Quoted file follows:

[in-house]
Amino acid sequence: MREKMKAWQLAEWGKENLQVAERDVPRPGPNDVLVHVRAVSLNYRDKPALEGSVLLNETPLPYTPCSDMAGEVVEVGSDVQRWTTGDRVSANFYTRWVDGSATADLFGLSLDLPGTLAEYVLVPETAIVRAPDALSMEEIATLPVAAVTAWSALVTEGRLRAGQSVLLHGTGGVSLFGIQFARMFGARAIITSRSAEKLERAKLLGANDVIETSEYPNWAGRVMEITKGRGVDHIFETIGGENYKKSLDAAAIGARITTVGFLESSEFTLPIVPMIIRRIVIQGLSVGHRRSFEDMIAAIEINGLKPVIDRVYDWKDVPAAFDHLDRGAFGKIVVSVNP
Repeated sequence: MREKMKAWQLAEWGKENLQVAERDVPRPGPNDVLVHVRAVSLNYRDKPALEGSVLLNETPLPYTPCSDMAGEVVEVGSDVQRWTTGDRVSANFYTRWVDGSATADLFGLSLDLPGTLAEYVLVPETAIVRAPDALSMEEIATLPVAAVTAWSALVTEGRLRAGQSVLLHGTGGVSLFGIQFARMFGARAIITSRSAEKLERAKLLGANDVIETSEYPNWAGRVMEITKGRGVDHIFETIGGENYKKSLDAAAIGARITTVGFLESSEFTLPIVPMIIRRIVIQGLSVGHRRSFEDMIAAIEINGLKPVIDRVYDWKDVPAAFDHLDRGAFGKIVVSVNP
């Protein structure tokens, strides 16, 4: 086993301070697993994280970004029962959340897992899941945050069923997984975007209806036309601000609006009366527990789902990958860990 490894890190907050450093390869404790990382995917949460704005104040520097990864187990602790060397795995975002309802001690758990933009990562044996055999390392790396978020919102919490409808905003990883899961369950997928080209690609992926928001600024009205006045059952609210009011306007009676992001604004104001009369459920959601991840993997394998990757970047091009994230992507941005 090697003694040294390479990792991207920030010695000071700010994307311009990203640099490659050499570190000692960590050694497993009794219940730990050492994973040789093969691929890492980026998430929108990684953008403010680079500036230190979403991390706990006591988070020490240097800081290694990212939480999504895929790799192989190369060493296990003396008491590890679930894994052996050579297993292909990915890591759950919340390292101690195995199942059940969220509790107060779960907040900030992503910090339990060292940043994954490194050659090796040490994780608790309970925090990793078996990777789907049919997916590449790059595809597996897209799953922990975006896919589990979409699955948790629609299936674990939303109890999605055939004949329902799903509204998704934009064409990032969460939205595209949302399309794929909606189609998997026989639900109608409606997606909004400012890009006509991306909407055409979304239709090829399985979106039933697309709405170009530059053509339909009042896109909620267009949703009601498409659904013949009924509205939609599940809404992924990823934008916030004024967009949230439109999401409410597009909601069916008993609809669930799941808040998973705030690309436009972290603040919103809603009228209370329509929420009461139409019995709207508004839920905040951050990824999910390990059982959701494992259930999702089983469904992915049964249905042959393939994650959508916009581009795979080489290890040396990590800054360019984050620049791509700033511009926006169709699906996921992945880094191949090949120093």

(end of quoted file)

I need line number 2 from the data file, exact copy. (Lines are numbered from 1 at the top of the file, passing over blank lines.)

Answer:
Amino acid sequence: MREKMKAWQLAEWGKENLQVAERDVPRPGPNDVLVHVRAVSLNYRDKPALEGSVLLNETPLPYTPCSDMAGEVVEVGSDVQRWTTGDRVSANFYTRWVDGSATADLFGLSLDLPGTLAEYVLVPETAIVRAPDALSMEEIATLPVAAVTAWSALVTEGRLRAGQSVLLHGTGGVSLFGIQFARMFGARAIITSRSAEKLERAKLLGANDVIETSEYPNWAGRVMEITKGRGVDHIFETIGGENYKKSLDAAAIGARITTVGFLESSEFTLPIVPMIIRRIVIQGLSVGHRRSFEDMIAAIEINGLKPVIDRVYDWKDVPAAFDHLDRGAFGKIVVSVNP